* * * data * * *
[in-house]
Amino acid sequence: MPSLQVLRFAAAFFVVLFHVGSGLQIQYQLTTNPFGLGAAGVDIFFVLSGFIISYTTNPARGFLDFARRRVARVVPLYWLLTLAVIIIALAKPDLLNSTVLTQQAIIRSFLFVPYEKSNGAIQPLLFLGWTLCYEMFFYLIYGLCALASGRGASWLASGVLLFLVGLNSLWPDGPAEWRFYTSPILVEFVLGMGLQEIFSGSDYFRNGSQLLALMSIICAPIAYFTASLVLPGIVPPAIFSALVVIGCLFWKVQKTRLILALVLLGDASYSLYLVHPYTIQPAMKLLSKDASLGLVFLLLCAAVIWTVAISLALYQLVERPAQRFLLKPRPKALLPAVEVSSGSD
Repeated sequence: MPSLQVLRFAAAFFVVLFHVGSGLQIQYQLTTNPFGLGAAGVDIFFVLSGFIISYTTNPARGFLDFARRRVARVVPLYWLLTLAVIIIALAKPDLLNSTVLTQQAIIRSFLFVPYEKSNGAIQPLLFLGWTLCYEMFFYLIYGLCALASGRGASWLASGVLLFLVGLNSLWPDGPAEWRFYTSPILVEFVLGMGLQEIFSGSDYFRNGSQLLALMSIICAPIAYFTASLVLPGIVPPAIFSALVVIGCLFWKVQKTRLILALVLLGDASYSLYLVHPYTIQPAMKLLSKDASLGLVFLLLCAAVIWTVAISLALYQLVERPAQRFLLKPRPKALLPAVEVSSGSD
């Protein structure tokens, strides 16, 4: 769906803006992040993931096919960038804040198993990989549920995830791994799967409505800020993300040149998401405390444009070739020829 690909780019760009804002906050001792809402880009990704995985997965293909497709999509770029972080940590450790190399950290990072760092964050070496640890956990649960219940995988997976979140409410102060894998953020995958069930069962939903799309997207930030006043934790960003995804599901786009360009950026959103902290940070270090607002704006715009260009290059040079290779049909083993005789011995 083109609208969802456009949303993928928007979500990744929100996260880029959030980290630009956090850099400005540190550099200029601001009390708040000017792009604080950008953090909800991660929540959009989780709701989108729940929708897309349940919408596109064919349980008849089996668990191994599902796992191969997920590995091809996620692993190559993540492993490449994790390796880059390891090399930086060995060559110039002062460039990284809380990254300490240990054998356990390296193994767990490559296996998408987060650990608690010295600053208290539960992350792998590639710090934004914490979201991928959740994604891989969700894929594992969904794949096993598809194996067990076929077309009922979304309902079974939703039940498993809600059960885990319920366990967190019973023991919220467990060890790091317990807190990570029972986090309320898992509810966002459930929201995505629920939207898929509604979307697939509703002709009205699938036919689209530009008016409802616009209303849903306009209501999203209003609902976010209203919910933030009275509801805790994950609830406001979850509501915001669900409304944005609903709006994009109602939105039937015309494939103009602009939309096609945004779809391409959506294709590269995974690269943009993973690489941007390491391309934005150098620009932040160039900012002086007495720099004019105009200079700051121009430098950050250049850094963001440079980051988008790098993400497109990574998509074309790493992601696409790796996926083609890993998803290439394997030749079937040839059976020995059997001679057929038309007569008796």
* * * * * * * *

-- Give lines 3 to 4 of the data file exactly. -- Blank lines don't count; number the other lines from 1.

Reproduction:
Repeated sequence: MPSLQVLRFAAAFFVVLFHVGSGLQIQYQLTTNPFGLGAAGVDIFFVLSGFIISYTTNPARGFLDFARRRVARVVPLYWLLTLAVIIIALAKPDLLNSTVLTQQAIIRSFLFVPYEKSNGAIQPLLFLGWTLCYEMFFYLIYGLCALASGRGASWLASGVLLFLVGLNSLWPDGPAEWRFYTSPILVEFVLGMGLQEIFSGSDYFRNGSQLLALMSIICAPIAYFTASLVLPGIVPPAIFSALVVIGCLFWKVQKTRLILALVLLGDASYSLYLVHPYTIQPAMKLLSKDASLGLVFLLLCAAVIWTVAISLALYQLVERPAQRFLLKPRPKALLPAVEVSSGSD
């Protein structure tokens, strides 16, 4: 769906803006992040993931096919960038804040198993990989549920995830791994799967409505800020993300040149998401405390444009070739020829 690909780019760009804002906050001792809402880009990704995985997965293909497709999509770029972080940590450790190399950290990072760092964050070496640890956990649960219940995988997976979140409410102060894998953020995958069930069962939903799309997207930030006043934790960003995804599901786009360009950026959103902290940070270090607002704006715009260009290059040079290779049909083993005789011995 083109609208969802456009949303993928928007979500990744929100996260880029959030980290630009956090850099400005540190550099200029601001009390708040000017792009604080950008953090909800991660929540959009989780709701989108729940929708897309349940919408596109064919349980008849089996668990191994599902796992191969997920590995091809996620692993190559993540492993490449994790390796880059390891090399930086060995060559110039002062460039990284809380990254300490240990054998356990390296193994767990490559296996998408987060650990608690010295600053208290539960992350792998590639710090934004914490979201991928959740994604891989969700894929594992969904794949096993598809194996067990076929077309009922979304309902079974939703039940498993809600059960885990319920366990967190019973023991919220467990060890790091317990807190990570029972986090309320898992509810966002459930929201995505629920939207898929509604979307697939509703002709009205699938036919689209530009008016409802616009209303849903306009209501999203209003609902976010209203919910933030009275509801805790994950609830406001979850509501915001669900409304944005609903709006994009109602939105039937015309494939103009602009939309096609945004779809391409959506294709590269995974690269943009993973690489941007390491391309934005150098620009932040160039900012002086007495720099004019105009200079700051121009430098950050250049850094963001440079980051988008790098993400497109990574998509074309790493992601696409790796996926083609890993998803290439394997030749079937040839059976020995059997001679057929038309007569008796």